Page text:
Rice chromosome research was initiated around 1910 and has been progressing ever since. Twelve pairs of chromosomes (2n = 24) and a 440 Mb genome, the smallest genome among all main cereal crops, have been identified. According to the recent rice chromosome researches, all chromosomes were well identified over the disadvantages of small chromosome size and quantitative rice chromosomal maps have been developed using chromosome image analysis system (CHIAS). Moreover, agriculturally important genes have been detected using new direct DNA visualization methods with fluorescence in situ hybridization (FISH). This review describes the recent progress in molecular and digital cytogenetics using visualization from a historical perspective, highlighting the future prospects in rice chromosome science.

    (Communicated by Eishiro SHIKATA, M.J.A.)
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  • Eiko OHTSUKA
    2005 Volume 81 Issue 9 Pages 393-402
    Published: 2005
    Released on J-STAGE: January 20, 2006
    Non-Watson-Crick-type hydrogen bonds involving minor nucleosides such as inosine in anticodon loops of transfer RNA are found in nucleic acids. Inosine contains hypoxanthine as a nucleobase and can form base pairs with various bases in the genetic decoding process. This property was applied to cloning complementary DNA by using oligodeoxyribonucleotide primers which contain deoxyinosine residues. Hypoxanthine is generated by deamination of adenine, one of the major nucleobases in DNA and RNA. Formation of unusual hydrogen bonds derived from damaged nucleobases in nucleic acids is thought to be main cause of disorders in genetic information flow. Mutagenesis and carcinogenesis of damaged bases, including hypoxanthine, 7, 8-dihydro-8-oxoguanine (8-oxoguanine) and pyrimidine photo-dimers in c-Ha-ras genes, were investigated by using synthetic genes containing modified nucleotides. The mode of recognition of unusual base pairing between a thymine photo-dimer and adenine by a repair enzyme was studied by X-ray analysis.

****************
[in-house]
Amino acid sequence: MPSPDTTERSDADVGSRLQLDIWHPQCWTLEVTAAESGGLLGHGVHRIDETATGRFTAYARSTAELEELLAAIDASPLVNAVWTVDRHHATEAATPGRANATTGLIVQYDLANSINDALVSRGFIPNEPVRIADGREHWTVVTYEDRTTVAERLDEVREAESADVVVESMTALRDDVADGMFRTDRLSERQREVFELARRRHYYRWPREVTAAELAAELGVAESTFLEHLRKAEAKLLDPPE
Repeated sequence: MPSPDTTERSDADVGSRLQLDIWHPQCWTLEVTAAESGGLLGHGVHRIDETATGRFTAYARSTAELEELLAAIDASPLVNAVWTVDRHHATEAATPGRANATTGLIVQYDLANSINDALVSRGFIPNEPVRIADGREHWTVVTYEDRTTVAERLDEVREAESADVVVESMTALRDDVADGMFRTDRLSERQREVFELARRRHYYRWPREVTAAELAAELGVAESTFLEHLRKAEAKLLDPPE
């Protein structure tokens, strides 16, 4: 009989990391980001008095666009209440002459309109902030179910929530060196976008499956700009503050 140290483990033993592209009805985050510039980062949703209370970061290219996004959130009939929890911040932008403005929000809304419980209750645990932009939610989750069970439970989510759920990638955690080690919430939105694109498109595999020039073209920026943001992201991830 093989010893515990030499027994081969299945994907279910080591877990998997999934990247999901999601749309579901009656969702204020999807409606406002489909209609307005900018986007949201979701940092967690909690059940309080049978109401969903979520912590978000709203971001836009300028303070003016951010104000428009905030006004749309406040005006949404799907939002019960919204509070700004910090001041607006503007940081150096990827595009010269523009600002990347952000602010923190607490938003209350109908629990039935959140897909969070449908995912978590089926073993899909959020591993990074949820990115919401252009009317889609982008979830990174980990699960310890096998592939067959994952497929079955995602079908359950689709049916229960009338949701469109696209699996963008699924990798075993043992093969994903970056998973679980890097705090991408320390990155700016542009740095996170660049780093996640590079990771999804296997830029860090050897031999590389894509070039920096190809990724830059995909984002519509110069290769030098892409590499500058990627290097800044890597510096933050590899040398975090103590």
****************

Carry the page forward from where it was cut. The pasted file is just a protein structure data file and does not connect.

(Communicated by Takashi SUGIMURA, M.J.A.)
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Original Paper
  • Masashi SUZUKI
    2005 Volume 81 Issue 9 Pages 403-409
    Published: 2005
    Released on J-STAGE: January 20, 2006
    The DNA-binding specificity of archaeal transcription factors, FL10 (pot0377090, LrpA) and Ss/Sa-Lrp, was studied by re-analyzing foot-printing experiments carried out by other groups: Brinkman, A. B., et al., (2000) J. Biol. Chem. 275, 38160-38169, Enoru-Eta, J. et al., (2002) Mol. Microbiol. 45, 1541-1555, and Enoru-Eta, J. et al. (2000) J. Bacteriol. 182, 3661-3672. The two proteins are closely related, classified into the same group of FFRPs, feast/famine regulatory proteins. Many FFRPs, by forming dimers, bind DNAs in the 5-3-5 arrangement: N ANBNCND NE[TTT/AAA]NENDNCNBNA, where, e.g. NA is the base complementary to NA. In the light of this new observation, the ideal binding site of FL10 was identified as TTCGA[TCT/AGA]TCGAA or GTCGA[TCT/AGA]TCGAC. The ideal site recognized by Ss/Sa-Lrp was identified as ATTTT[TTT/AAA] AAAAT. By comparing these analyses with our experiments using another archaeal FFRP, FL11 (pot0434017), characteristics of the foot-prints shared by FFRPs were discussed.

    (Communicated by Masanori OTSUKA, M.J.A.)